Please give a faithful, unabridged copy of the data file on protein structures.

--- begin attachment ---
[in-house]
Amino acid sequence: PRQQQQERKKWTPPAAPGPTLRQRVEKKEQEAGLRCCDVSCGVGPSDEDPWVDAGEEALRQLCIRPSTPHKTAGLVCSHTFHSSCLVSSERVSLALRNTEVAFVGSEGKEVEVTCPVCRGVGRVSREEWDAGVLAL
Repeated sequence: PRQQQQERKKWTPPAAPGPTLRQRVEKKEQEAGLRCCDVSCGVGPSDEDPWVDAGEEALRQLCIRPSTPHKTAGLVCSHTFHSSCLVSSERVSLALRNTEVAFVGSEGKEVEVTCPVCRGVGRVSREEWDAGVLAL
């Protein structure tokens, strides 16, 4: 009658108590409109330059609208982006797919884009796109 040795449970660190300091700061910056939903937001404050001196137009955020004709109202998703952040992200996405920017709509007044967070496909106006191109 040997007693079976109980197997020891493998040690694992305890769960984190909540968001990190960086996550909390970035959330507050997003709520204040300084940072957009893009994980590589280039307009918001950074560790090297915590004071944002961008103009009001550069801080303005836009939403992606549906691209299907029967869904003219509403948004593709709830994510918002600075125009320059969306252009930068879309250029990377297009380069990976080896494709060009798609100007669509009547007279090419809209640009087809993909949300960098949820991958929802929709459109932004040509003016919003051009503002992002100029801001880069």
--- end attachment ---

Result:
[in-house]
Amino acid sequence: PRQQQQERKKWTPPAAPGPTLRQRVEKKEQEAGLRCCDVSCGVGPSDEDPWVDAGEEALRQLCIRPSTPHKTAGLVCSHTFHSSCLVSSERVSLALRNTEVAFVGSEGKEVEVTCPVCRGVGRVSREEWDAGVLAL
Repeated sequence: PRQQQQERKKWTPPAAPGPTLRQRVEKKEQEAGLRCCDVSCGVGPSDEDPWVDAGEEALRQLCIRPSTPHKTAGLVCSHTFHSSCLVSSERVSLALRNTEVAFVGSEGKEVEVTCPVCRGVGRVSREEWDAGVLAL
């Protein structure tokens, strides 16, 4: 009658108590409109330059609208982006797919884009796109 040795449970660190300091700061910056939903937001404050001196137009955020004709109202998703952040992200996405920017709509007044967070496909106006191109 040997007693079976109980197997020891493998040690694992305890769960984190909540968001990190960086996550909390970035959330507050997003709520204040300084940072957009893009994980590589280039307009918001950074560790090297915590004071944002961008103009009001550069801080303005836009939403992606549906691209299907029967869904003219509403948004593709709830994510918002600075125009320059969306252009930068879309250029990377297009380069990976080896494709060009798609100007669509009547007279090419809209640009087809993909949300960098949820991958929802929709459109932004040509003016919003051009503002992002100029801001880069």